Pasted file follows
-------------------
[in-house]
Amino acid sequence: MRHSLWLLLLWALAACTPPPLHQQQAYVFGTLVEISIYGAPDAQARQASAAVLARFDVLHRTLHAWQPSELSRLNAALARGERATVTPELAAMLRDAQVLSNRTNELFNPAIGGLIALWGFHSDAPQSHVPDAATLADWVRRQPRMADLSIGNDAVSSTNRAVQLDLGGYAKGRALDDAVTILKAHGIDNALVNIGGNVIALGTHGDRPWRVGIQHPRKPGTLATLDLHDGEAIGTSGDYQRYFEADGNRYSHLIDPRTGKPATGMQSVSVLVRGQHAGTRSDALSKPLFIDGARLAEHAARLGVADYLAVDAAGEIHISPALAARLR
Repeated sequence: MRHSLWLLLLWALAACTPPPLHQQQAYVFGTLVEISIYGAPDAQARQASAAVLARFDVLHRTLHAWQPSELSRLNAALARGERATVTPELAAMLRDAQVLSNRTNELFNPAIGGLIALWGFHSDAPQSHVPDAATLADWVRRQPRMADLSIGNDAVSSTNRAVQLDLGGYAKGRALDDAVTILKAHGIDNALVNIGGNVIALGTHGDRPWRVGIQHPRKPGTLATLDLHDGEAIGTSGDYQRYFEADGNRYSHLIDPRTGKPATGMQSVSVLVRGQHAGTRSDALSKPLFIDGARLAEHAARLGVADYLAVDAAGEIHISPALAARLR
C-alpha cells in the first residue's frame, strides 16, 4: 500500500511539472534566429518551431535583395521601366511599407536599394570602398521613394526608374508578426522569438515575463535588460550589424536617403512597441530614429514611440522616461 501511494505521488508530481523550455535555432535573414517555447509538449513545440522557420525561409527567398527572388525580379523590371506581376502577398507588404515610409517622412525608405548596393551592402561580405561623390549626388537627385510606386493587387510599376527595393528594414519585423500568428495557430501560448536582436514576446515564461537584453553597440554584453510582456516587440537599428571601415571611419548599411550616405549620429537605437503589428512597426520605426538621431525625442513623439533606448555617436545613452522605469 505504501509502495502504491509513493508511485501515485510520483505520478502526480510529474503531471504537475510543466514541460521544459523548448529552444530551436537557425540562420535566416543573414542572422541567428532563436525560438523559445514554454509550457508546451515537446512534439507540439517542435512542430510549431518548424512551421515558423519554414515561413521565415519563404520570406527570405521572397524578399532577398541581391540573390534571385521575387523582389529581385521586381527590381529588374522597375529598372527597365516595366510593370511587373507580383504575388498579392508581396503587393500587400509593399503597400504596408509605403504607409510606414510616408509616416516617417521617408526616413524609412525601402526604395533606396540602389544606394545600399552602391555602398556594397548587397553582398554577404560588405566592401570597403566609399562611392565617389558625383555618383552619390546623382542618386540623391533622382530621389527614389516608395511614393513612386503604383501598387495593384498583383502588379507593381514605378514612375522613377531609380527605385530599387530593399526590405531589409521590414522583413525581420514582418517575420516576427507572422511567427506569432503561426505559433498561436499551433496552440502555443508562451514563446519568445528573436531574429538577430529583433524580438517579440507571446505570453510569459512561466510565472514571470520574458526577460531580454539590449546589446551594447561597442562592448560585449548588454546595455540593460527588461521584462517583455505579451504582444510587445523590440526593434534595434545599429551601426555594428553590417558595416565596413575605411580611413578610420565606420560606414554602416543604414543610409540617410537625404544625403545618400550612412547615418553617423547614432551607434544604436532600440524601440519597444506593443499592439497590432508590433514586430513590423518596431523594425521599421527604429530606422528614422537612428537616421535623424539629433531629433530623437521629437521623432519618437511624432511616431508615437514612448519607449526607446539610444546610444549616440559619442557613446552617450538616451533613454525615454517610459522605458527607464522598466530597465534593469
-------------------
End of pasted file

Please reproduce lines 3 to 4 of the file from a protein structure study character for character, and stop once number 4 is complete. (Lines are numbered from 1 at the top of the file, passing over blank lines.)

Repeated sequence: MRHSLWLLLLWALAACTPPPLHQQQAYVFGTLVEISIYGAPDAQARQASAAVLARFDVLHRTLHAWQPSELSRLNAALARGERATVTPELAAMLRDAQVLSNRTNELFNPAIGGLIALWGFHSDAPQSHVPDAATLADWVRRQPRMADLSIGNDAVSSTNRAVQLDLGGYAKGRALDDAVTILKAHGIDNALVNIGGNVIALGTHGDRPWRVGIQHPRKPGTLATLDLHDGEAIGTSGDYQRYFEADGNRYSHLIDPRTGKPATGMQSVSVLVRGQHAGTRSDALSKPLFIDGARLAEHAARLGVADYLAVDAAGEIHISPALAARLR
C-alpha cells in the first residue's frame, strides 16, 4: 500500500511539472534566429518551431535583395521601366511599407536599394570602398521613394526608374508578426522569438515575463535588460550589424536617403512597441530614429514611440522616461 501511494505521488508530481523550455535555432535573414517555447509538449513545440522557420525561409527567398527572388525580379523590371506581376502577398507588404515610409517622412525608405548596393551592402561580405561623390549626388537627385510606386493587387510599376527595393528594414519585423500568428495557430501560448536582436514576446515564461537584453553597440554584453510582456516587440537599428571601415571611419548599411550616405549620429537605437503589428512597426520605426538621431525625442513623439533606448555617436545613452522605469 505504501509502495502504491509513493508511485501515485510520483505520478502526480510529474503531471504537475510543466514541460521544459523548448529552444530551436537557425540562420535566416543573414542572422541567428532563436525560438523559445514554454509550457508546451515537446512534439507540439517542435512542430510549431518548424512551421515558423519554414515561413521565415519563404520570406527570405521572397524578399532577398541581391540573390534571385521575387523582389529581385521586381527590381529588374522597375529598372527597365516595366510593370511587373507580383504575388498579392508581396503587393500587400509593399503597400504596408509605403504607409510606414510616408509616416516617417521617408526616413524609412525601402526604395533606396540602389544606394545600399552602391555602398556594397548587397553582398554577404560588405566592401570597403566609399562611392565617389558625383555618383552619390546623382542618386540623391533622382530621389527614389516608395511614393513612386503604383501598387495593384498583383502588379507593381514605378514612375522613377531609380527605385530599387530593399526590405531589409521590414522583413525581420514582418517575420516576427507572422511567427506569432503561426505559433498561436499551433496552440502555443508562451514563446519568445528573436531574429538577430529583433524580438517579440507571446505570453510569459512561466510565472514571470520574458526577460531580454539590449546589446551594447561597442562592448560585449548588454546595455540593460527588461521584462517583455505579451504582444510587445523590440526593434534595434545599429551601426555594428553590417558595416565596413575605411580611413578610420565606420560606414554602416543604414543610409540617410537625404544625403545618400550612412547615418553617423547614432551607434544604436532600440524601440519597444506593443499592439497590432508590433514586430513590423518596431523594425521599421527604429530606422528614422537612428537616421535623424539629433531629433530623437521629437521623432519618437511624432511616431508615437514612448519607449526607446539610444546610444549616440559619442557613446552617450538616451533613454525615454517610459522605458527607464522598466530597465534593469